Science & Environment

Tough carbon cuts 'key' to climate funding

Climate campaigner at the UN climate talks, Cancun (Image: Reuters)
Image caption Campaigners are waiting to see what the high level segment delivers

Rich nations must cut carbon emissions further in order to raise $100bn (£60bn) per year needed to help poorer nations deal with climate change, Norway's prime minister has said.

Jens Stoltenberg led a UN-commissioned task force that explored ways to raise the sum, agreed by most nations at the Copenhagen summit as a target for 2020.

Current emission targets will not raise the sums necessary, he told BBC News.

Many developing countries maintain the $100bn figure is not large enough.

The group - chaired by Mr Stoltenberg and Ethiopia's Prime Minister Meles Zenawi and called the High-level Advisory Group on Climate Change Financing - was commissioned by UN Secretary-General Ban Ki-moon to find ways of raising the money, given that public funding on this scale was unlikely to materialise.

Their report was formally presented to the UN climate summit this week.

It set out several possible ways of raising the money - through taxation on international shipping and aviation, a banking tax, increased funding from regional development banks, and increased use of the public purse.

But key, they suggested, would be revenue from the carbon market - from auctioning emissions permits, and from a levy on transactions.

"Carbon pricing has a double climate effect - it's a huge source for revenue, but also gives the right incentives for reducing emissions by making it expensive to pollute," Mr Stoltenberg told BBC News.

"The more ambitious we are, the higher the price will be - so there's a very close link between the ceiling we set for emissions and the price.

"We estimate that we need a price of about $20/25 per tonne to mobilise the $100bn."

Currently, where carbon is being traded - principally in the EU - the price has generally been lower.

"So we have to increase ambitions to reach the goal," Mr Stoltenberg concluded.

All of the finance mechanisms proposed in the report, including levies on carbon trading, would also require political agreement across the world.

While some richer countries object to a tax on banking transactions, developing countries - particularly small island states - do not want to see levies raised on shipping and aviation.

Island nations depend on ships for trade, and often on aeroplanes for tourism - and say that taxing these activities would harm them economically, when UN climate agreements make it clear that funds should come from the rich world.

At the report's presentation, Mr Ban observed: "It is important to do the right thing for those who did least to cause this climate change phenomenon".

Constructive tomorrow?

One of the outcomes of this summit could be formal agreement to set up a "Green Fund" that could start raising this money.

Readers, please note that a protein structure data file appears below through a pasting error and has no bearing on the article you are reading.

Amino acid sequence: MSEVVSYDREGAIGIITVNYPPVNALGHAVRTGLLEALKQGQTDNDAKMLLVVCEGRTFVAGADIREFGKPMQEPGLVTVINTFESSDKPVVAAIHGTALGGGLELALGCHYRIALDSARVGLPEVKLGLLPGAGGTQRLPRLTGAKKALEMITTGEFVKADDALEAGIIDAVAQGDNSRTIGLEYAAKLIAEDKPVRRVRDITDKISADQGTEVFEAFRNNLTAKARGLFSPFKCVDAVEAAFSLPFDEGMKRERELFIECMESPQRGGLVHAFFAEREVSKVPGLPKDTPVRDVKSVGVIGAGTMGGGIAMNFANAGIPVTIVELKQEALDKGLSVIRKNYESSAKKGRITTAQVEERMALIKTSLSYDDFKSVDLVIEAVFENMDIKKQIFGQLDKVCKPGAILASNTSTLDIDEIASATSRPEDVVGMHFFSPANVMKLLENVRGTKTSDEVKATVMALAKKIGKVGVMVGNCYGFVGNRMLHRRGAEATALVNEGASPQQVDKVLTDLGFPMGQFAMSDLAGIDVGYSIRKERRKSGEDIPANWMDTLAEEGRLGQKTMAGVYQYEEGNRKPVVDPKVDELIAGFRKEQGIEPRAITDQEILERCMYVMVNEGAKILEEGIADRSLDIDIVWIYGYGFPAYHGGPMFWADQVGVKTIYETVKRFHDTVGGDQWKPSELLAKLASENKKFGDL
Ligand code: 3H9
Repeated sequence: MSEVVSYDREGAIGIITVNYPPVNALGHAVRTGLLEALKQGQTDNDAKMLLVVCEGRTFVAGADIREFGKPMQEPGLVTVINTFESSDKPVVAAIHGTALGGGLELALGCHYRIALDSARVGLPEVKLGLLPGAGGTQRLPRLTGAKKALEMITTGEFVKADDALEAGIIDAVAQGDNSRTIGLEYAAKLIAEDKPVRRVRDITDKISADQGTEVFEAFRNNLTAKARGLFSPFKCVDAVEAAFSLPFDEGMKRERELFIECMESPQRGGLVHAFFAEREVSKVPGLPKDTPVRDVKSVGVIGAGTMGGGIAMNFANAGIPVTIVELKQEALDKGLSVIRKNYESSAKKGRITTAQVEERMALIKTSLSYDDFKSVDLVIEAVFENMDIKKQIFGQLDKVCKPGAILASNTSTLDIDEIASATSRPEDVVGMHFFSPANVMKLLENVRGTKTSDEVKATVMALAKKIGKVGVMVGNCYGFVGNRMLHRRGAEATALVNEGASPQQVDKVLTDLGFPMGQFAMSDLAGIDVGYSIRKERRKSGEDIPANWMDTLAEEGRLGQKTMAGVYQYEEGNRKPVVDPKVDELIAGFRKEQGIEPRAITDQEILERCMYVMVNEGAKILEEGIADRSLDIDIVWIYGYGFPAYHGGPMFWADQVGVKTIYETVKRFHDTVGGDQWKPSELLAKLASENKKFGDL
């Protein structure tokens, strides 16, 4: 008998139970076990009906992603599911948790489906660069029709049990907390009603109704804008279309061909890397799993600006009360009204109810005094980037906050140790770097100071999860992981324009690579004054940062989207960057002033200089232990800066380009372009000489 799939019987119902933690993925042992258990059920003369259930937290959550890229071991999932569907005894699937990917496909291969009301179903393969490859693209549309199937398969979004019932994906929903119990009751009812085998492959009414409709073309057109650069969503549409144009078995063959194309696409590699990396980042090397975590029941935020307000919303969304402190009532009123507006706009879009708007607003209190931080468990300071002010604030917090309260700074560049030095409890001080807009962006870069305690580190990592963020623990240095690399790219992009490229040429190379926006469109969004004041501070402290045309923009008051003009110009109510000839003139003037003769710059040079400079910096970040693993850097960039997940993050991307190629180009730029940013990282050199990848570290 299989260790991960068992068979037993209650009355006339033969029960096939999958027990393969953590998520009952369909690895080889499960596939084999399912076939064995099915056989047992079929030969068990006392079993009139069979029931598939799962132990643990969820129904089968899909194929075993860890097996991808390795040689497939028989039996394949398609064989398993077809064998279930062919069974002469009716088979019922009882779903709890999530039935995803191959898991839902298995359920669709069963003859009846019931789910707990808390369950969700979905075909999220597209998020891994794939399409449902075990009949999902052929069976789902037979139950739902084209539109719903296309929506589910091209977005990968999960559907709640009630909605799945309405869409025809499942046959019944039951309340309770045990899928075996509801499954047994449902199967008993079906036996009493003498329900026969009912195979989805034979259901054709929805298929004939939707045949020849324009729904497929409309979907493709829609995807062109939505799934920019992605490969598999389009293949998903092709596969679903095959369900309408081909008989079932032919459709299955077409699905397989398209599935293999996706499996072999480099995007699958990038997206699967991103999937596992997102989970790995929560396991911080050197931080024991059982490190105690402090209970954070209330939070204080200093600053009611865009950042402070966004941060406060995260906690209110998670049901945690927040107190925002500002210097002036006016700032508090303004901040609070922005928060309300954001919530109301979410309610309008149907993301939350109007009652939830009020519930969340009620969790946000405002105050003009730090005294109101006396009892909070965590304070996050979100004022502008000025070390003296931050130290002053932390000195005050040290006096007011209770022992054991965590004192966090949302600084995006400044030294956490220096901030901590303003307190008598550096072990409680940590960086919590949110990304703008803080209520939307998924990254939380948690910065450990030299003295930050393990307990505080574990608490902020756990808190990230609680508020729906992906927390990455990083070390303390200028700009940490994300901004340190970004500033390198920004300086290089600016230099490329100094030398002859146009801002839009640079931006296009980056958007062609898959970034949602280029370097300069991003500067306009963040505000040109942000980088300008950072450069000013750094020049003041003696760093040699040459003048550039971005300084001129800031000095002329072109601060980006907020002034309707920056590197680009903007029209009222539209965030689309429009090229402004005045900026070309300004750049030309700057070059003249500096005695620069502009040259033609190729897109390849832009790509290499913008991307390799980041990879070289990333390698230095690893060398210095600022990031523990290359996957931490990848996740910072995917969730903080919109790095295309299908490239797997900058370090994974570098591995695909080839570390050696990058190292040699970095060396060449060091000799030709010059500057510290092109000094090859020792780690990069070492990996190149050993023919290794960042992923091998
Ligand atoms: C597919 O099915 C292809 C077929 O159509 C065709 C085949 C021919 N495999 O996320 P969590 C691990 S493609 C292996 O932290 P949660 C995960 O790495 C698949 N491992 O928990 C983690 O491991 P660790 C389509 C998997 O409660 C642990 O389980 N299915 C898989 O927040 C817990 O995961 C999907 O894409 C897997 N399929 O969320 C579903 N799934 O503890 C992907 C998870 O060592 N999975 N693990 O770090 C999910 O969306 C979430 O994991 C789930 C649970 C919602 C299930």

But nations disagree about how far and how fast they want the process to go.

Sources close to the negotiations say a number of western countries - notably the US and Canada - are blocking progress, arguing only that a fund should be established here and leaving details for the future.

Vulnerable countries, on the other hand, want to see the fund not only established but operational as soon as possible.

Helen Clark, head of the UN Development Programme and ex-prime minister of New Zealand, sympathised with these nations.

"People back home in Tuvalu or the Maldives who are experiencing the effects of climate change in the here and now do feel very very frustrated when they don't see progress," she said.

"They say 'this is about our lives, why aren't people more exercised about this?'

Image caption Campaigners are using the gathering to voice their fears about a lack of progress

"With climate finance likely to be the largest new source of finance for developing countries, getting that finance to work... in a way that supports development becomes absolutely critical."

But within the large bloc of developing countries, there are stark differences of approach.

Some want much bigger sums to be committed - $800bn per year, for example - of which all should come from western nations' public purse, with no recourse to carbon markets, largely as recompense for the climate impacts caused by the historical emissions on which the west grew rich.

Others dismiss this as completely unfeasible, and are keen to expedite whatever the West has to offer.

But there is evidence that the £100bn sum is too low.

Last year, a World Bank report estimated the cost of climate adaptation in the developing world would amount to $75-100bn per year, while the International Energy Agency put the cost of supporting clean energy technology in developing countries at $110bn per year.

Both of those reports said the money would be needed from 2010, not 2020.

Agreement at least on the outlines of a financial settlement is one of the prerequisites for an agreement here.

However, with just two days of negotiations left, it is far from clear whether an agreement can be reached.

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